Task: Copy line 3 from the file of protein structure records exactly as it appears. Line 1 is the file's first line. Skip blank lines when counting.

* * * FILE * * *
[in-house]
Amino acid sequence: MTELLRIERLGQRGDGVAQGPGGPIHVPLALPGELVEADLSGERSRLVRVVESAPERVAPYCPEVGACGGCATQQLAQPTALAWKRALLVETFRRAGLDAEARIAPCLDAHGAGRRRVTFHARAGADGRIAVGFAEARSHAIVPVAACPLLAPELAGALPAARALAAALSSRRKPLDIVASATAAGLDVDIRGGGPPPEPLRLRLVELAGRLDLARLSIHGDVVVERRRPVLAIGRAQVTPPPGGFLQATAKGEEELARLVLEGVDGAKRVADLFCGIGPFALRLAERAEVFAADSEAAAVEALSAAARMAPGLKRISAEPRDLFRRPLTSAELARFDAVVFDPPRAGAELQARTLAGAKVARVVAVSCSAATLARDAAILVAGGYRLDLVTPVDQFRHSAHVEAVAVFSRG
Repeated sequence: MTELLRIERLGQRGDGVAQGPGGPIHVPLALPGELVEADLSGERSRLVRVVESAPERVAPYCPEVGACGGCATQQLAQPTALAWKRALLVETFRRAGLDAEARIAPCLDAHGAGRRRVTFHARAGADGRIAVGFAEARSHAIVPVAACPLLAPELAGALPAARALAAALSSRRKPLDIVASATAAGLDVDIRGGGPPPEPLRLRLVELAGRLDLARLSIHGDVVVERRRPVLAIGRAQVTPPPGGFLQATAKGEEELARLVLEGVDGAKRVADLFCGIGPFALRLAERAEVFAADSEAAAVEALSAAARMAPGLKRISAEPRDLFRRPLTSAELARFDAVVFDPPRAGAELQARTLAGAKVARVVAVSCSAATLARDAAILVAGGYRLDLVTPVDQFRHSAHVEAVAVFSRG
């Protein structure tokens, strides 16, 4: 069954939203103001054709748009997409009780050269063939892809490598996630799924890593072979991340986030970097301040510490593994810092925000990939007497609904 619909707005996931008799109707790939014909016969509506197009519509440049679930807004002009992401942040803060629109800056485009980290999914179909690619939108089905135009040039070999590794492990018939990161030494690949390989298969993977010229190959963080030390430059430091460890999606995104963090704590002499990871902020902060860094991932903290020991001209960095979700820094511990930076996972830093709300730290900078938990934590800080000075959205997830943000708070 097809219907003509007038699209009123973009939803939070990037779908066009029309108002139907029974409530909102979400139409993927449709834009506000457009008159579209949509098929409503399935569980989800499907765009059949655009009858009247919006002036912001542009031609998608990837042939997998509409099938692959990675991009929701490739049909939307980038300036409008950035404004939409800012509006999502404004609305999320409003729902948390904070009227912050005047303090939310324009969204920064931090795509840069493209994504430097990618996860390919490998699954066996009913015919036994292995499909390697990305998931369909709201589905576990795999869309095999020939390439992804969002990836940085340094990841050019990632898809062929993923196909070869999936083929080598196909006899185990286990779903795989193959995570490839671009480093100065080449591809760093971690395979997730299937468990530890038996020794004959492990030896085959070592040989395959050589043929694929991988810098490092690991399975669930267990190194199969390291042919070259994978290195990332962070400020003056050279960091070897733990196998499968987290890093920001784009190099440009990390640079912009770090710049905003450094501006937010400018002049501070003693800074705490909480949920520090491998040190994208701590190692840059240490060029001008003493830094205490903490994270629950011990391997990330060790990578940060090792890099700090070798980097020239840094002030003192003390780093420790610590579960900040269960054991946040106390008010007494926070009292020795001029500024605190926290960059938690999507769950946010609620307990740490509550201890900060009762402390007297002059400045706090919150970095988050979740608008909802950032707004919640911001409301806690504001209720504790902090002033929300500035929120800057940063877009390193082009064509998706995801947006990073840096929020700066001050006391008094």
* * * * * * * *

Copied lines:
Repeated sequence: MTELLRIERLGQRGDGVAQGPGGPIHVPLALPGELVEADLSGERSRLVRVVESAPERVAPYCPEVGACGGCATQQLAQPTALAWKRALLVETFRRAGLDAEARIAPCLDAHGAGRRRVTFHARAGADGRIAVGFAEARSHAIVPVAACPLLAPELAGALPAARALAAALSSRRKPLDIVASATAAGLDVDIRGGGPPPEPLRLRLVELAGRLDLARLSIHGDVVVERRRPVLAIGRAQVTPPPGGFLQATAKGEEELARLVLEGVDGAKRVADLFCGIGPFALRLAERAEVFAADSEAAAVEALSAAARMAPGLKRISAEPRDLFRRPLTSAELARFDAVVFDPPRAGAELQARTLAGAKVARVVAVSCSAATLARDAAILVAGGYRLDLVTPVDQFRHSAHVEAVAVFSRG